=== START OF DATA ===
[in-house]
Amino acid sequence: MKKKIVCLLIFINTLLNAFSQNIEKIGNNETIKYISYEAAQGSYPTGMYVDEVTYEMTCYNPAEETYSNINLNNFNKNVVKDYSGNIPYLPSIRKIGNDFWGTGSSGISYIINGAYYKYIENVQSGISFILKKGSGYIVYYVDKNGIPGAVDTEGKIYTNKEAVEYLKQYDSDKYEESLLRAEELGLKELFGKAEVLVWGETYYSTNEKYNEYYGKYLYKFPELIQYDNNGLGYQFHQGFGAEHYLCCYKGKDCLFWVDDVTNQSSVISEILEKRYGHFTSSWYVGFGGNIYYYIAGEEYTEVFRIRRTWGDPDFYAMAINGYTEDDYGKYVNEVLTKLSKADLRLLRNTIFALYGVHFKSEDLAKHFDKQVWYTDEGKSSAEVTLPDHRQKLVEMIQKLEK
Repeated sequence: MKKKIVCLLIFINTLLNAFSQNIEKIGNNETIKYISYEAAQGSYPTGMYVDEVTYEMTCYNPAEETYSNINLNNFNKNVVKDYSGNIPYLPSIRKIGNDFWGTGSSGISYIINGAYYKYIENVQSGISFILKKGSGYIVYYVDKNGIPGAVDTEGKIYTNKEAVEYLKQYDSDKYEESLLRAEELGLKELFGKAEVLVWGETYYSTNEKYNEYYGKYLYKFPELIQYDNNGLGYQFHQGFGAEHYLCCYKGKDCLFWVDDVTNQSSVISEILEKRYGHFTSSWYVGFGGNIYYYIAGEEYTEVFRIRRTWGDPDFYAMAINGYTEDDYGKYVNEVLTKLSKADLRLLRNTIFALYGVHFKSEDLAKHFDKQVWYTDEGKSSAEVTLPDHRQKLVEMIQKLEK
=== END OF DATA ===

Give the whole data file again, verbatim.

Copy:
[in-house]
Amino acid sequence: MKKKIVCLLIFINTLLNAFSQNIEKIGNNETIKYISYEAAQGSYPTGMYVDEVTYEMTCYNPAEETYSNINLNNFNKNVVKDYSGNIPYLPSIRKIGNDFWGTGSSGISYIINGAYYKYIENVQSGISFILKKGSGYIVYYVDKNGIPGAVDTEGKIYTNKEAVEYLKQYDSDKYEESLLRAEELGLKELFGKAEVLVWGETYYSTNEKYNEYYGKYLYKFPELIQYDNNGLGYQFHQGFGAEHYLCCYKGKDCLFWVDDVTNQSSVISEILEKRYGHFTSSWYVGFGGNIYYYIAGEEYTEVFRIRRTWGDPDFYAMAINGYTEDDYGKYVNEVLTKLSKADLRLLRNTIFALYGVHFKSEDLAKHFDKQVWYTDEGKSSAEVTLPDHRQKLVEMIQKLEK
Repeated sequence: MKKKIVCLLIFINTLLNAFSQNIEKIGNNETIKYISYEAAQGSYPTGMYVDEVTYEMTCYNPAEETYSNINLNNFNKNVVKDYSGNIPYLPSIRKIGNDFWGTGSSGISYIINGAYYKYIENVQSGISFILKKGSGYIVYYVDKNGIPGAVDTEGKIYTNKEAVEYLKQYDSDKYEESLLRAEELGLKELFGKAEVLVWGETYYSTNEKYNEYYGKYLYKFPELIQYDNNGLGYQFHQGFGAEHYLCCYKGKDCLFWVDDVTNQSSVISEILEKRYGHFTSSWYVGFGGNIYYYIAGEEYTEVFRIRRTWGDPDFYAMAINGYTEDDYGKYVNEVLTKLSKADLRLLRNTIFALYGVHFKSEDLAKHFDKQVWYTDEGKSSAEVTLPDHRQKLVEMIQKLEK